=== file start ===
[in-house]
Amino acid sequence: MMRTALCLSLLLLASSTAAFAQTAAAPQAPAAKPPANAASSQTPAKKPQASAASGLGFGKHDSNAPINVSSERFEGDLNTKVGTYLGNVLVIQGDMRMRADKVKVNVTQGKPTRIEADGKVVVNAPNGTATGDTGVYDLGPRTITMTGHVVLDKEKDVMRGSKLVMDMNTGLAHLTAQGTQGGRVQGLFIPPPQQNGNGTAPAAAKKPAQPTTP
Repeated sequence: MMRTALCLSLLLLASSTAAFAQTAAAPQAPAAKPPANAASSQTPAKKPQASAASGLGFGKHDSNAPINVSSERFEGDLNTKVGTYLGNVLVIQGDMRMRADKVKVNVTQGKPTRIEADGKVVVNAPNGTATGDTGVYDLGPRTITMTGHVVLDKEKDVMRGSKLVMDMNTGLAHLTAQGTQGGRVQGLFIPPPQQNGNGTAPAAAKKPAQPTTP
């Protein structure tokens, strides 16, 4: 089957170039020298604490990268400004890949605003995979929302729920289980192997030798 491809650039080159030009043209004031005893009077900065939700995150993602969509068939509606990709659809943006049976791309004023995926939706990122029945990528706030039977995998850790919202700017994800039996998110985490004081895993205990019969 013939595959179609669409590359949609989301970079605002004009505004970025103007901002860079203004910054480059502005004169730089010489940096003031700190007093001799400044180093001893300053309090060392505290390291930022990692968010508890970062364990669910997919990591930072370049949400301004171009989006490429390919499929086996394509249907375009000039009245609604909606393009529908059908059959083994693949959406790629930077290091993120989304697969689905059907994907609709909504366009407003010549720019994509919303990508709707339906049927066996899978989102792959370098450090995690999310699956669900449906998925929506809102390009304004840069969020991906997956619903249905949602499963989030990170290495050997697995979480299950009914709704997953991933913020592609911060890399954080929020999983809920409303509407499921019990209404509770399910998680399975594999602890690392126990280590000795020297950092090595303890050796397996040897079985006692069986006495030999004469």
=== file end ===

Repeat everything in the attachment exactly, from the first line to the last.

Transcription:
[in-house]
Amino acid sequence: MMRTALCLSLLLLASSTAAFAQTAAAPQAPAAKPPANAASSQTPAKKPQASAASGLGFGKHDSNAPINVSSERFEGDLNTKVGTYLGNVLVIQGDMRMRADKVKVNVTQGKPTRIEADGKVVVNAPNGTATGDTGVYDLGPRTITMTGHVVLDKEKDVMRGSKLVMDMNTGLAHLTAQGTQGGRVQGLFIPPPQQNGNGTAPAAAKKPAQPTTP
Repeated sequence: MMRTALCLSLLLLASSTAAFAQTAAAPQAPAAKPPANAASSQTPAKKPQASAASGLGFGKHDSNAPINVSSERFEGDLNTKVGTYLGNVLVIQGDMRMRADKVKVNVTQGKPTRIEADGKVVVNAPNGTATGDTGVYDLGPRTITMTGHVVLDKEKDVMRGSKLVMDMNTGLAHLTAQGTQGGRVQGLFIPPPQQNGNGTAPAAAKKPAQPTTP
């Protein structure tokens, strides 16, 4: 089957170039020298604490990268400004890949605003995979929302729920289980192997030798 491809650039080159030009043209004031005893009077900065939700995150993602969509068939509606990709659809943006049976791309004023995926939706990122029945990528706030039977995998850790919202700017994800039996998110985490004081895993205990019969 013939595959179609669409590359949609989301970079605002004009505004970025103007901002860079203004910054480059502005004169730089010489940096003031700190007093001799400044180093001893300053309090060392505290390291930022990692968010508890970062364990669910997919990591930072370049949400301004171009989006490429390919499929086996394509249907375009000039009245609604909606393009529908059908059959083994693949959406790629930077290091993120989304697969689905059907994907609709909504366009407003010549720019994509919303990508709707339906049927066996899978989102792959370098450090995690999310699956669900449906998925929506809102390009304004840069969020991906997956619903249905949602499963989030990170290495050997697995979480299950009914709704997953991933913020592609911060890399954080929020999983809920409303509407499921019990209404509770399910998680399975594999602890690392126990280590000795020297950092090595303890050796397996040897079985006692069986006495030999004469």